Caption: Figure 7: Shape change of copper-based composite tools. (a) Common tool. (b) Nickel-coated tool. (c) Diamond- nickel-coated tool.

Caption: Figure 8: Shape changes of molybdenum composite tools. (a) Common tool. (b) Nickel-coated composite tool. (c) Diamond-nickel-coated composite tool.

Caption: Figure 9: Shape changes of copper-tungsten alloy composite tools. (a) Common tool. (b) Nickel-coated composite tool. (c) Diamondnickel-coated composite tool.

Caption: Figure 10: Side wear of different coated tools.

Caption: Figure 11: Shape change of brass-based composite tools. (a) Common tool. (b) Nickel-coated tool. (c) Diamond- nickel-coated tool.
Table 1: Chemical degreasing parameters.

Solution composition and process conditions         Description

Sodium carbonate                                       15g/L
Sodium phosphate                                       25g/L
Sodium hydroxide                                      30 g/ L
OP emulsifier                                         2 ml/L
Dodecyl sulfate                                        1g/ L
Temperature                                   75 [+ or -] 1[degrees]C
Time                                                  20 min

Table 2: Ni coating solution.

Parameter                   Description

Nickel sulfate                32 g/L
Sodium hypophosphite          32 g/L
Citric acid                  5-10 g/L
Lactic acid                 20-30 ml/L
Glycine                      6-12 g/L
Succinic acid                10-20 g/L
Thiourea                     1-5 mg/L
Sodium acetate               10-20 g/L
OP emulsifier               10-20 mg/L
Diamond                       20 g/L
Temperature                  75 [+ or -] 1[degrees]C
Time                          20 min

Table 3: Specifications of SEM.

Parameter                             Description

Resolution HV mode                   3.0 nm (30 kV)
Resolution LV mode                   4.0 nm (30 kV)
LV pressure                           1 to 270 Pa
Accelerating voltage                0.3 kV to 30 kV
Specimen stage           X: 125 mm, Y: 100 mm, Z: 5 mm to 80 mm
                          Tilt: -10[degrees] to +90[degrees],
                                 Rotation: 360[degrees]
Magnification                        X5 to X100000

Table 4: Specifications of DC power supply for electrolysis.

Parameter                         Description

Input              AC 220 V [+ or -] 10% 50 Hz [+ or -] 2 Hz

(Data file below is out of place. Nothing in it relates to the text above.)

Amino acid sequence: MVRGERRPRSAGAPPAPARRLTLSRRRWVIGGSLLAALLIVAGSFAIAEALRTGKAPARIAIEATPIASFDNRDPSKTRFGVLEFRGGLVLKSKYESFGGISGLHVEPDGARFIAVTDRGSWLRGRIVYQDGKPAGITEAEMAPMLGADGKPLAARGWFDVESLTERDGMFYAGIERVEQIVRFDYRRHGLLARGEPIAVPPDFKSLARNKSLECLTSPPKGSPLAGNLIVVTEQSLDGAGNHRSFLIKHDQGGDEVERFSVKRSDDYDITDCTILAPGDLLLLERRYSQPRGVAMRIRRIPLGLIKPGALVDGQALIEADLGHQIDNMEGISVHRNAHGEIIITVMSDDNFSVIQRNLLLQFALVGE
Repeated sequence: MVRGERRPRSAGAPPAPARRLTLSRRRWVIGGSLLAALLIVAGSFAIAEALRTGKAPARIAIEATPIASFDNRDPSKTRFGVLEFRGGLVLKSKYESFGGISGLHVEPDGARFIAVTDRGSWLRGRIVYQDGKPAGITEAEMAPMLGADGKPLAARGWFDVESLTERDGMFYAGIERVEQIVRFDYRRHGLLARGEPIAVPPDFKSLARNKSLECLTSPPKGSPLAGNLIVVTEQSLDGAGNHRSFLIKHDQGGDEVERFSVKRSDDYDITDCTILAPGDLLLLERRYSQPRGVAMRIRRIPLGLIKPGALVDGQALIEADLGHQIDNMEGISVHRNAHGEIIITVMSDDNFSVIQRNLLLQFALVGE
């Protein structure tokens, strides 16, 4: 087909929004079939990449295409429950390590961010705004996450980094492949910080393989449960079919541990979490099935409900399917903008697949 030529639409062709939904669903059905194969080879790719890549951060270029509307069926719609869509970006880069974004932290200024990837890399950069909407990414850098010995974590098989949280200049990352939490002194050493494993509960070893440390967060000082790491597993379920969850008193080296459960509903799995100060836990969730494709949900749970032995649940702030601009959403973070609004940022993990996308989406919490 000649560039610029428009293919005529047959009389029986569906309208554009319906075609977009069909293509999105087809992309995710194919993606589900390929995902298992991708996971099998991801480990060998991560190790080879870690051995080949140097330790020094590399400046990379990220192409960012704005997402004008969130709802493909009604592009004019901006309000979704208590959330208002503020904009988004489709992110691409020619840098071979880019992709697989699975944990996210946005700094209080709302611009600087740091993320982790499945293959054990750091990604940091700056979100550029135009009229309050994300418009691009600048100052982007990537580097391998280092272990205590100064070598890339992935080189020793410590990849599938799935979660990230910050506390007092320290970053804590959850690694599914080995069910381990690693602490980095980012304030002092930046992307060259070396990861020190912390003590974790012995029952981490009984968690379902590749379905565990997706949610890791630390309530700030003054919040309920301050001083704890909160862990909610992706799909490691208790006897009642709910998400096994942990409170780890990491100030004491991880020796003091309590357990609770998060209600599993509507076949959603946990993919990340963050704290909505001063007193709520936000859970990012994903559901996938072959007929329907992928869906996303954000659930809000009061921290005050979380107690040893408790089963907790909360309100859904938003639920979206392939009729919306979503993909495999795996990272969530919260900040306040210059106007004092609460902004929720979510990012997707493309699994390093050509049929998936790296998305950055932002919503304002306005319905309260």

DC output                   0.0-30.0 V, 0.00-5.00 A
Power                                120 W
Resolution                       100 mV, 10 mA

Table 5: Electrode experimental parameters in EDM.

Parameter                            Description

Workpiece                             Die steel
Electrode                 Copper, brass, molybdenum, copper-
                         tungsten alloy (W70) composite tool
Coating material            Nickel, diamond-nickel coating
Processing polarity               Positive polarity
Processing time                         3 min
Pulse on                              12.5 [mu]s
Pulse off                             7.5 [mu]s
Discharge breakdown                      45 V
voltage
Peak current                            0.8 A
Electrode diameter                       2 mm
Working medium                     Deionized water

Table 6: Physical properties of materials.

Material                  Melting point   Specific heat capacity
                          ([degrees]C)           (J/g-K)

Brass                          967                 377
Copper                        1083                 386
Copper-tungsten alloy       3000-3410               --
Molybdenum                    2620                 255
Nickel                        1453                452.2
Diamond                       3550               399-472

Material                  Coefficient of thermal
                           conductivity  (W/m-K)

Brass                              108.9
Copper                             386.4
Copper-tungsten alloy               220
Molybdenum                          142
Nickel                             59.2
Diamond                            2000

Material                  Electrical conductivity   Work function
                                   (S/m)                (eV)

Brass                           1.67 x 107            3.34-5.24
Copper                          5.95 x 107              5.24
Copper-tungsten alloy            2.5 x 107            4.54-5.24
Molybdenum                      1.93 x 106              4.37
Nickel                          1.43 x 107
Diamond                           Almost
                               nonconductive

Table 7: Length wear of different coated tools.

Materials                         Length wear (mm)   Diamond-nickel
                    Common tool    Nickel coating        coating

Brass                  1.492           1.432              1.145
Copper                 1.384           1.211              0.984
Molybdenum             0.176           0.172              0.132
Copper-tungsten        0.281           0.273              0.266

Table 8: Side wear of different coated tools.

Materials                       Side wear (mm)   Diamond-nickel
                  Common tool   Nickel coating       coating

Brass                0.134          0.104             0.081
Copper               0.147          0.105             0.067
Molybdenum           0.102          0.098             0.066
Copper-tungsten      0.095          0.093             0.062
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Article Details
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Title Annotation:Research Article
Author:Liu, Yu; Wang, Wenjian; Zhang, Wenchao; Ma, Fujian; Yang, Dapeng; Sha, Zhihua; Zhang, Shengfang
Publication:Advances in Materials Science and Engineering
Geographic Code:9CHIN
Date:Nov 1, 2019
Words:5650